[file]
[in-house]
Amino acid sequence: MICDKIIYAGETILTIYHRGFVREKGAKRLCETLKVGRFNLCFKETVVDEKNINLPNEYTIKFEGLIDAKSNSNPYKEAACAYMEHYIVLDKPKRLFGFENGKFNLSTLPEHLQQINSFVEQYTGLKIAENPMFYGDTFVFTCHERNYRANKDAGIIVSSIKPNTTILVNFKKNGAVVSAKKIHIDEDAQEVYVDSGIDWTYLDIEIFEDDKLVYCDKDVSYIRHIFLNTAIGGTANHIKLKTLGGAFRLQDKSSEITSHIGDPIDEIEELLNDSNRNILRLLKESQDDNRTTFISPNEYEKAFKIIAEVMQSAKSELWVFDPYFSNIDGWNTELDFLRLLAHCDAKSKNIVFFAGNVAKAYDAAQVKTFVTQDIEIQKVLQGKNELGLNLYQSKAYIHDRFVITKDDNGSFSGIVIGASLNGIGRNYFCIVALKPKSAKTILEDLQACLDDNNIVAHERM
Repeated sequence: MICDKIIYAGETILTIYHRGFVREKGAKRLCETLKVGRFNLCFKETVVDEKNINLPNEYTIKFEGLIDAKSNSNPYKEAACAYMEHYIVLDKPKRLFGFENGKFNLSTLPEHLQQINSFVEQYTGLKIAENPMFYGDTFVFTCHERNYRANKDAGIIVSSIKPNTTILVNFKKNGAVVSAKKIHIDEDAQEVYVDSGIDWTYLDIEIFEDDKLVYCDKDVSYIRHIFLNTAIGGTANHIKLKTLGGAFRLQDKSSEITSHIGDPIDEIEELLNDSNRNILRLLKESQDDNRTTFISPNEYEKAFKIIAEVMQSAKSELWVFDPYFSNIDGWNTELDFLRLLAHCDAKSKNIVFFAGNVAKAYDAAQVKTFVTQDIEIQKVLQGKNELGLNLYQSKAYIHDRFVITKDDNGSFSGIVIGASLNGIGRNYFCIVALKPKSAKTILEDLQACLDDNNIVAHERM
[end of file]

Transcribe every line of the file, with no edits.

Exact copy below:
[in-house]
Amino acid sequence: MICDKIIYAGETILTIYHRGFVREKGAKRLCETLKVGRFNLCFKETVVDEKNINLPNEYTIKFEGLIDAKSNSNPYKEAACAYMEHYIVLDKPKRLFGFENGKFNLSTLPEHLQQINSFVEQYTGLKIAENPMFYGDTFVFTCHERNYRANKDAGIIVSSIKPNTTILVNFKKNGAVVSAKKIHIDEDAQEVYVDSGIDWTYLDIEIFEDDKLVYCDKDVSYIRHIFLNTAIGGTANHIKLKTLGGAFRLQDKSSEITSHIGDPIDEIEELLNDSNRNILRLLKESQDDNRTTFISPNEYEKAFKIIAEVMQSAKSELWVFDPYFSNIDGWNTELDFLRLLAHCDAKSKNIVFFAGNVAKAYDAAQVKTFVTQDIEIQKVLQGKNELGLNLYQSKAYIHDRFVITKDDNGSFSGIVIGASLNGIGRNYFCIVALKPKSAKTILEDLQACLDDNNIVAHERM
Repeated sequence: MICDKIIYAGETILTIYHRGFVREKGAKRLCETLKVGRFNLCFKETVVDEKNINLPNEYTIKFEGLIDAKSNSNPYKEAACAYMEHYIVLDKPKRLFGFENGKFNLSTLPEHLQQINSFVEQYTGLKIAENPMFYGDTFVFTCHERNYRANKDAGIIVSSIKPNTTILVNFKKNGAVVSAKKIHIDEDAQEVYVDSGIDWTYLDIEIFEDDKLVYCDKDVSYIRHIFLNTAIGGTANHIKLKTLGGAFRLQDKSSEITSHIGDPIDEIEELLNDSNRNILRLLKESQDDNRTTFISPNEYEKAFKIIAEVMQSAKSELWVFDPYFSNIDGWNTELDFLRLLAHCDAKSKNIVFFAGNVAKAYDAAQVKTFVTQDIEIQKVLQGKNELGLNLYQSKAYIHDRFVITKDDNGSFSGIVIGASLNGIGRNYFCIVALKPKSAKTILEDLQACLDDNNIVAHERM